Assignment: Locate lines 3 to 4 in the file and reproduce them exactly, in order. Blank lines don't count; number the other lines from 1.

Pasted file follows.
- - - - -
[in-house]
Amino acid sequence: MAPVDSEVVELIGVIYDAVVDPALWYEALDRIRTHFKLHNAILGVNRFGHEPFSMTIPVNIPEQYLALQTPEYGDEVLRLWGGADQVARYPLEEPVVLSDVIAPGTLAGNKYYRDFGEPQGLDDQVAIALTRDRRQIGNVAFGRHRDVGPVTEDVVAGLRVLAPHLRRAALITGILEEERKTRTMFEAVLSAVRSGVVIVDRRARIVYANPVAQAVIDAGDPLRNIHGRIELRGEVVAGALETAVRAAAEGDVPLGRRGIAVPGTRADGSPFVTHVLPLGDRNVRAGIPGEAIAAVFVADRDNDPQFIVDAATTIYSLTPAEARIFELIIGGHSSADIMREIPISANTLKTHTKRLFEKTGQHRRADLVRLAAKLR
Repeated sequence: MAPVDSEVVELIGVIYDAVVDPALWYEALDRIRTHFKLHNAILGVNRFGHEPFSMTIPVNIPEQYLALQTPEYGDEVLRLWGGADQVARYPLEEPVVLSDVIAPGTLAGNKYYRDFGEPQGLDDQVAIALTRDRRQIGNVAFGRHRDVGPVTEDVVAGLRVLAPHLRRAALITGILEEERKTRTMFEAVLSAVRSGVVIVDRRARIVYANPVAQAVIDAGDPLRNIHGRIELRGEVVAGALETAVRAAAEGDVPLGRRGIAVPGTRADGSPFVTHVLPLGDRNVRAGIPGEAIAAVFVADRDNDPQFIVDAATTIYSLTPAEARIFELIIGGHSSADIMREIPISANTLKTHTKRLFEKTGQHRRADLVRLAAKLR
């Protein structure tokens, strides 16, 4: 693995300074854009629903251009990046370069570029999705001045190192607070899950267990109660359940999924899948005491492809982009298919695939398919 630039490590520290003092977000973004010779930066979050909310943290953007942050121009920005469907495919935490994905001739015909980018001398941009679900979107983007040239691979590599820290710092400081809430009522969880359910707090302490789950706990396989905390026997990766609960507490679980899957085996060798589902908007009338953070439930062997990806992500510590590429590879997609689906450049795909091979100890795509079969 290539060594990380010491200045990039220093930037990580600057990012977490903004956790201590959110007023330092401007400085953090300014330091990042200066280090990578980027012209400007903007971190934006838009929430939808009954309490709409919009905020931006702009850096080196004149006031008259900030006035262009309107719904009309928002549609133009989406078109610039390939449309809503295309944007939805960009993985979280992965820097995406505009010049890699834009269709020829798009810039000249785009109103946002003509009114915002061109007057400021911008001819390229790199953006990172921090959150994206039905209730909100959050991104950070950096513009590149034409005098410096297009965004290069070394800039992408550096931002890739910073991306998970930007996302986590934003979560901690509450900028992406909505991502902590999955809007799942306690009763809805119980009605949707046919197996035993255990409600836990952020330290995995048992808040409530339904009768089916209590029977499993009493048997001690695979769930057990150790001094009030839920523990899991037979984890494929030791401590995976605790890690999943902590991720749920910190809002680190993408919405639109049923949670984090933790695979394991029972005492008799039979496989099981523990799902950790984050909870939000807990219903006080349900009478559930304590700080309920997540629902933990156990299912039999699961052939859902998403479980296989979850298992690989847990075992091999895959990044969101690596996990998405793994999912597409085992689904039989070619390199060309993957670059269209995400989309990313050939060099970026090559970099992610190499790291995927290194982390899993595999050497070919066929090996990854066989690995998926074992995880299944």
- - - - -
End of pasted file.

Repeated sequence: MAPVDSEVVELIGVIYDAVVDPALWYEALDRIRTHFKLHNAILGVNRFGHEPFSMTIPVNIPEQYLALQTPEYGDEVLRLWGGADQVARYPLEEPVVLSDVIAPGTLAGNKYYRDFGEPQGLDDQVAIALTRDRRQIGNVAFGRHRDVGPVTEDVVAGLRVLAPHLRRAALITGILEEERKTRTMFEAVLSAVRSGVVIVDRRARIVYANPVAQAVIDAGDPLRNIHGRIELRGEVVAGALETAVRAAAEGDVPLGRRGIAVPGTRADGSPFVTHVLPLGDRNVRAGIPGEAIAAVFVADRDNDPQFIVDAATTIYSLTPAEARIFELIIGGHSSADIMREIPISANTLKTHTKRLFEKTGQHRRADLVRLAAKLR
């Protein structure tokens, strides 16, 4: 693995300074854009629903251009990046370069570029999705001045190192607070899950267990109660359940999924899948005491492809982009298919695939398919 630039490590520290003092977000973004010779930066979050909310943290953007942050121009920005469907495919935490994905001739015909980018001398941009679900979107983007040239691979590599820290710092400081809430009522969880359910707090302490789950706990396989905390026997990766609960507490679980899957085996060798589902908007009338953070439930062997990806992500510590590429590879997609689906450049795909091979100890795509079969 290539060594990380010491200045990039220093930037990580600057990012977490903004956790201590959110007023330092401007400085953090300014330091990042200066280090990578980027012209400007903007971190934006838009929430939808009954309490709409919009905020931006702009850096080196004149006031008259900030006035262009309107719904009309928002549609133009989406078109610039390939449309809503295309944007939805960009993985979280992965820097995406505009010049890699834009269709020829798009810039000249785009109103946002003509009114915002061109007057400021911008001819390229790199953006990172921090959150994206039905209730909100959050991104950070950096513009590149034409005098410096297009965004290069070394800039992408550096931002890739910073991306998970930007996302986590934003979560901690509450900028992406909505991502902590999955809007799942306690009763809805119980009605949707046919197996035993255990409600836990952020330290995995048992808040409530339904009768089916209590029977499993009493048997001690695979769930057990150790001094009030839920523990899991037979984890494929030791401590995976605790890690999943902590991720749920910190809002680190993408919405639109049923949670984090933790695979394991029972005492008799039979496989099981523990799902950790984050909870939000807990219903006080349900009478559930304590700080309920997540629902933990156990299912039999699961052939859902998403479980296989979850298992690989847990075992091999895959990044969101690596996990998405793994999912597409085992689904039989070619390199060309993957670059269209995400989309990313050939060099970026090559970099992610190499790291995927290194982390899993595999050497070919066929090996990854066989690995998926074992995880299944």